Change to Yellow Card reporting in children

The MHRA no longer requires all suspected adverse drug reactions (ADRs) in children and adolescents to be reported.

The quickest ADR reporting method is online but a paper copy of the Yellow Card form can alternatively be posted to the MHRA. | SCIENCE PHOTO LIBRARY
The quickest ADR reporting method is online but a paper copy of the Yellow Card form can alternatively be posted to the MHRA. | SCIENCE PHOTO LIBRARY

This change has been made in response to feedback that mandatory reporting of all suspected ADRs in children was impractical and deterred reporting. The advice for reporting adverse reactions is now the same for adults and children.

When to report

A Yellow Card needs to be completed for any ADR that is:

  • serious or results in harm and/or
  • associated with newer drugs and vaccines identified by the black triangle symbol (▼).

A serious reaction is one that is fatal, life-threatening, disabling or incapacitating, causes a congenital abnormality or results in hospitalisation, or is medically significant for any other reason.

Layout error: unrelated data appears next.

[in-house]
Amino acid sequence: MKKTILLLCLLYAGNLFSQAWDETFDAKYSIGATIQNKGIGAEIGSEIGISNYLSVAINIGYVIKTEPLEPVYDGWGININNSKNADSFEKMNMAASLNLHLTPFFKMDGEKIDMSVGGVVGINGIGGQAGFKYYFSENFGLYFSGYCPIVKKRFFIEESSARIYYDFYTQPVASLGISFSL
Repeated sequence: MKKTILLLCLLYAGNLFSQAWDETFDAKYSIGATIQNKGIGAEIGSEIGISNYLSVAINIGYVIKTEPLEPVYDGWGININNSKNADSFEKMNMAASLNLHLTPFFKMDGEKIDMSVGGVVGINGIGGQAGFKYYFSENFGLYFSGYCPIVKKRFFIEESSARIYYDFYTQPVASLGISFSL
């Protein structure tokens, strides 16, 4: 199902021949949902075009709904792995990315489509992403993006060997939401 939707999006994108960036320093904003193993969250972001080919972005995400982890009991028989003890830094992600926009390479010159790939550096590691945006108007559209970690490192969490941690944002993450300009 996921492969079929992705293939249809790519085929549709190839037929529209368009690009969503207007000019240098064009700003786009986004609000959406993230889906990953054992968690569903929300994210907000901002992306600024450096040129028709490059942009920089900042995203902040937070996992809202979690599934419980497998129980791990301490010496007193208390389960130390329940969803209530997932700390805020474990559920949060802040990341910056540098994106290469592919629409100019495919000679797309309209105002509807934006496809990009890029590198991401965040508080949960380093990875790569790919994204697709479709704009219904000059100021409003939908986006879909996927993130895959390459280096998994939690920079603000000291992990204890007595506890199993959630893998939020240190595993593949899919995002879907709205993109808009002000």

ADRs meeting the above criteria should be reported if they are suspected to be caused by medicines, vaccines, herbal or complementary products, including from misuse or overdose, or from use of unlicensed or off-label medicines.

Where harm occurs as a result of a medication error, a Yellow Card may be completed or the error can be reported via the National Reporting and Learning System.

A paper copy of the Yellow Card form can be found at the back of the print issue of MIMS. This will be updated for the next quarterly edition (December) to reflect the changes to reporting ADRs in children and adolescents.

Further information: MHRA Drug Safety Update, September 2014


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